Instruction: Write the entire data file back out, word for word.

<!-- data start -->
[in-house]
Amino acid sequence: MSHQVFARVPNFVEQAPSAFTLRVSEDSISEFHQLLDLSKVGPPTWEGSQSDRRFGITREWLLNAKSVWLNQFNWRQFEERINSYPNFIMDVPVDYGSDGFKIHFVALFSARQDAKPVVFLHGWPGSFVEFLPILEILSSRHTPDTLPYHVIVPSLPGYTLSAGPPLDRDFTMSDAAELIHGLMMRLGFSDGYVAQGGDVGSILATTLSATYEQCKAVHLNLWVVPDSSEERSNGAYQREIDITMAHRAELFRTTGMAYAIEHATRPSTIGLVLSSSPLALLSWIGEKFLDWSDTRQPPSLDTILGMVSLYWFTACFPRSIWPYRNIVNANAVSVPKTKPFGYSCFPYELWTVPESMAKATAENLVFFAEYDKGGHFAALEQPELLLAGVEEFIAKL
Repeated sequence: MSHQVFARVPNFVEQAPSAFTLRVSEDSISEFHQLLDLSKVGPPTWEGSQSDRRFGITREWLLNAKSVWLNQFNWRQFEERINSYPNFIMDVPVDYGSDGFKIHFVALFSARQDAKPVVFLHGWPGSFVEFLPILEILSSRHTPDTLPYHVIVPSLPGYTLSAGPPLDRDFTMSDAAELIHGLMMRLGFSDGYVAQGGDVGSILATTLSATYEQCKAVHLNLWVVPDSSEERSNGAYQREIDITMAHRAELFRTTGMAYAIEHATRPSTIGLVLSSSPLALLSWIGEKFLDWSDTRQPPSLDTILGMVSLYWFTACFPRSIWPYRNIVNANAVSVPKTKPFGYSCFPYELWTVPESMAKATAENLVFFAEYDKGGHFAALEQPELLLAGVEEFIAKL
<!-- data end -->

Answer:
[in-house]
Amino acid sequence: MSHQVFARVPNFVEQAPSAFTLRVSEDSISEFHQLLDLSKVGPPTWEGSQSDRRFGITREWLLNAKSVWLNQFNWRQFEERINSYPNFIMDVPVDYGSDGFKIHFVALFSARQDAKPVVFLHGWPGSFVEFLPILEILSSRHTPDTLPYHVIVPSLPGYTLSAGPPLDRDFTMSDAAELIHGLMMRLGFSDGYVAQGGDVGSILATTLSATYEQCKAVHLNLWVVPDSSEERSNGAYQREIDITMAHRAELFRTTGMAYAIEHATRPSTIGLVLSSSPLALLSWIGEKFLDWSDTRQPPSLDTILGMVSLYWFTACFPRSIWPYRNIVNANAVSVPKTKPFGYSCFPYELWTVPESMAKATAENLVFFAEYDKGGHFAALEQPELLLAGVEEFIAKL
Repeated sequence: MSHQVFARVPNFVEQAPSAFTLRVSEDSISEFHQLLDLSKVGPPTWEGSQSDRRFGITREWLLNAKSVWLNQFNWRQFEERINSYPNFIMDVPVDYGSDGFKIHFVALFSARQDAKPVVFLHGWPGSFVEFLPILEILSSRHTPDTLPYHVIVPSLPGYTLSAGPPLDRDFTMSDAAELIHGLMMRLGFSDGYVAQGGDVGSILATTLSATYEQCKAVHLNLWVVPDSSEERSNGAYQREIDITMAHRAELFRTTGMAYAIEHATRPSTIGLVLSSSPLALLSWIGEKFLDWSDTRQPPSLDTILGMVSLYWFTACFPRSIWPYRNIVNANAVSVPKTKPFGYSCFPYELWTVPESMAKATAENLVFFAEYDKGGHFAALEQPELLLAGVEEFIAKL